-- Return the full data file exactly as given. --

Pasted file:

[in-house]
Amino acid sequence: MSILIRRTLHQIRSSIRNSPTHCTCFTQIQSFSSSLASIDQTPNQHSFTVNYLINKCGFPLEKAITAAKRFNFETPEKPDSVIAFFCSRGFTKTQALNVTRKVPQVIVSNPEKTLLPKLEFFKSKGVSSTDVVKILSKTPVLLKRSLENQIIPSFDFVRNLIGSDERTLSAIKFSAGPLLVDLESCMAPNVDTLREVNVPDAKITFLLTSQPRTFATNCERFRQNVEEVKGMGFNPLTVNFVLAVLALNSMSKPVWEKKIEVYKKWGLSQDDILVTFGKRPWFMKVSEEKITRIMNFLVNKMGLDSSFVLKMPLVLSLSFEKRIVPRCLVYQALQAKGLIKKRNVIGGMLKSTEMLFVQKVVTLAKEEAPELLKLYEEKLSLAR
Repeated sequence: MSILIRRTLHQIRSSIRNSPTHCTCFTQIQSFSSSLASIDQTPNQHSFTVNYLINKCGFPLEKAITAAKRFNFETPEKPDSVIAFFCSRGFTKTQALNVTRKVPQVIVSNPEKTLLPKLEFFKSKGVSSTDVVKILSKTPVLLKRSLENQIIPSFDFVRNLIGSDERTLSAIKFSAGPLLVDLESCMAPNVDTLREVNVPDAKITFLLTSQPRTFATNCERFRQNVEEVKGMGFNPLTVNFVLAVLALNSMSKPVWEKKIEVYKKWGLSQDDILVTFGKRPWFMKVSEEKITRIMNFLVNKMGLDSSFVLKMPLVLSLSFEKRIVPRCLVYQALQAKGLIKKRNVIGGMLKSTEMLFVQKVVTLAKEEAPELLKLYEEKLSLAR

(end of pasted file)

[in-house]
Amino acid sequence: MSILIRRTLHQIRSSIRNSPTHCTCFTQIQSFSSSLASIDQTPNQHSFTVNYLINKCGFPLEKAITAAKRFNFETPEKPDSVIAFFCSRGFTKTQALNVTRKVPQVIVSNPEKTLLPKLEFFKSKGVSSTDVVKILSKTPVLLKRSLENQIIPSFDFVRNLIGSDERTLSAIKFSAGPLLVDLESCMAPNVDTLREVNVPDAKITFLLTSQPRTFATNCERFRQNVEEVKGMGFNPLTVNFVLAVLALNSMSKPVWEKKIEVYKKWGLSQDDILVTFGKRPWFMKVSEEKITRIMNFLVNKMGLDSSFVLKMPLVLSLSFEKRIVPRCLVYQALQAKGLIKKRNVIGGMLKSTEMLFVQKVVTLAKEEAPELLKLYEEKLSLAR
Repeated sequence: MSILIRRTLHQIRSSIRNSPTHCTCFTQIQSFSSSLASIDQTPNQHSFTVNYLINKCGFPLEKAITAAKRFNFETPEKPDSVIAFFCSRGFTKTQALNVTRKVPQVIVSNPEKTLLPKLEFFKSKGVSSTDVVKILSKTPVLLKRSLENQIIPSFDFVRNLIGSDERTLSAIKFSAGPLLVDLESCMAPNVDTLREVNVPDAKITFLLTSQPRTFATNCERFRQNVEEVKGMGFNPLTVNFVLAVLALNSMSKPVWEKKIEVYKKWGLSQDDILVTFGKRPWFMKVSEEKITRIMNFLVNKMGLDSSFVLKMPLVLSLSFEKRIVPRCLVYQALQAKGLIKKRNVIGGMLKSTEMLFVQKVVTLAKEEAPELLKLYEEKLSLAR